Season’s Greetings: A Halloween Short to Put You in the Mood

A few years ago, my friend Marty tipped me off to a horror film that was under the radar, but getting great reviews. I added it to the top of my Netflix queue, and it arrived in early October. The movie was Trick ‘r Treat (2008) and I enjoyed the hell out of it. It hit all of the important high notes for the Halloween season. In fact, I enjoyed it so much that I started digging around the extras on the disc and unearthed Michael Dougherty’s short film that inspired Trick ‘r Treat. It’s aptly titled Season’s Greetings. True to the film, the short put a huge grin on my face because it perfectly hearkens back to childhood days spent trick-or-treating, complete with all of the holiday’s archetypes. Even though Halloween is still several weeks away, it’s time to start gearing up for it. To help you set the appropriate mood, here is Dougherty’s short film, Season’s Greetings.


13 Comments

Filed under Movies

13 responses to “Season’s Greetings: A Halloween Short to Put You in the Mood

  1. Thanks for this John, enjoyed that. Love the art style.

    • Yes! I’m glad someone pointed that out. Even though it’s 15 years old or so, it’s almost refreshing because it’s so different from the various animated film styles around today.

  2. aleksa

    Don’t mess with little Sammy.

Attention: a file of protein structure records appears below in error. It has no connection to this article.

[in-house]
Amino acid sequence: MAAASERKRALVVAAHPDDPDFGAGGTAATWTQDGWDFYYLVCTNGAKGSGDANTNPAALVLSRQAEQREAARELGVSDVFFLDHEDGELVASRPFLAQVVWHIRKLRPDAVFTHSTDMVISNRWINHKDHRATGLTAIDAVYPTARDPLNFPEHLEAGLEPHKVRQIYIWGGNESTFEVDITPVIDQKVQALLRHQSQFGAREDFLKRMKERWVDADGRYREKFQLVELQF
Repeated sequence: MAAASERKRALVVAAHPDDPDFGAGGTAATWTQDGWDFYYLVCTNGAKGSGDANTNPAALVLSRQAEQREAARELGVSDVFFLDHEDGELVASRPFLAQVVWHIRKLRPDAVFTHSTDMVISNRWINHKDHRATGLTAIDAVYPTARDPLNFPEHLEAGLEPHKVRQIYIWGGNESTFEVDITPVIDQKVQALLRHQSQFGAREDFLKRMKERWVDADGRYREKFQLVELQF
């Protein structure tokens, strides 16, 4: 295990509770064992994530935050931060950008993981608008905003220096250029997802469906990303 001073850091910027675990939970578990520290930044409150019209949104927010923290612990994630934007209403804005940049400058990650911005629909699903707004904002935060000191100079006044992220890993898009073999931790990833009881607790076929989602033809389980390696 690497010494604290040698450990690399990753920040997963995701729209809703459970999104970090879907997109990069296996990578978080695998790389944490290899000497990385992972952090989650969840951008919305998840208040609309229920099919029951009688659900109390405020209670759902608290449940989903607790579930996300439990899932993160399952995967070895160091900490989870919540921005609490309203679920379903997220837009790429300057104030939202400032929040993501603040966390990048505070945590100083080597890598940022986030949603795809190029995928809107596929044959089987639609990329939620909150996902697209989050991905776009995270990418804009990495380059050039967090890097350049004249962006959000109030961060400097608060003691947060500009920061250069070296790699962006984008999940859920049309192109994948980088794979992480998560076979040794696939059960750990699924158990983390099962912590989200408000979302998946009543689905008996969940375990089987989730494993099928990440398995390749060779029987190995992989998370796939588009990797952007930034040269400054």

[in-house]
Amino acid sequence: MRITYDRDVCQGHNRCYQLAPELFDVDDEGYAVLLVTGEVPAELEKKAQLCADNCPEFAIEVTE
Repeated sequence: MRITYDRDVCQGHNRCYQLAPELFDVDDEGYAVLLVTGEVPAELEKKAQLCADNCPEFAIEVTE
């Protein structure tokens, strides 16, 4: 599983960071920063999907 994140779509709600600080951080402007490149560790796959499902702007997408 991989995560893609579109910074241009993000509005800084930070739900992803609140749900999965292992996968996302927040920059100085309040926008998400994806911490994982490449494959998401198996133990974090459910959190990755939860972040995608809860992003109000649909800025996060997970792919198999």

3. goregirl

    That is just delightful!…and I loved Trick r Treat!

  4. That was really enjoyable, thanks for sharing. :) Have to admit, I was getting a bit freaked out by it…

  5. Loved that!

    Also, I REALLY hope you get to use the tag ‘creepy bag face kids’ again someday

    • As it turns out, it didn’t take long- just a few days. I feel obligated to use that phrase any time I talk about either Trick ‘r Treat or The Orphanage. Both qualify. 2007 was an amazing year for creepy bag-faced kids.

  6. Very cool!!

    Although I am a bit bar humbug about Halloween, it is just not the same this side of the pond

    • Aye, but you all have your own awesome horror traditions. There’s nothing like Hammer, Amicus, the classic British haunted house stories… I’m jealous of that stuff. Here, nobody cares about colonial ghosts.

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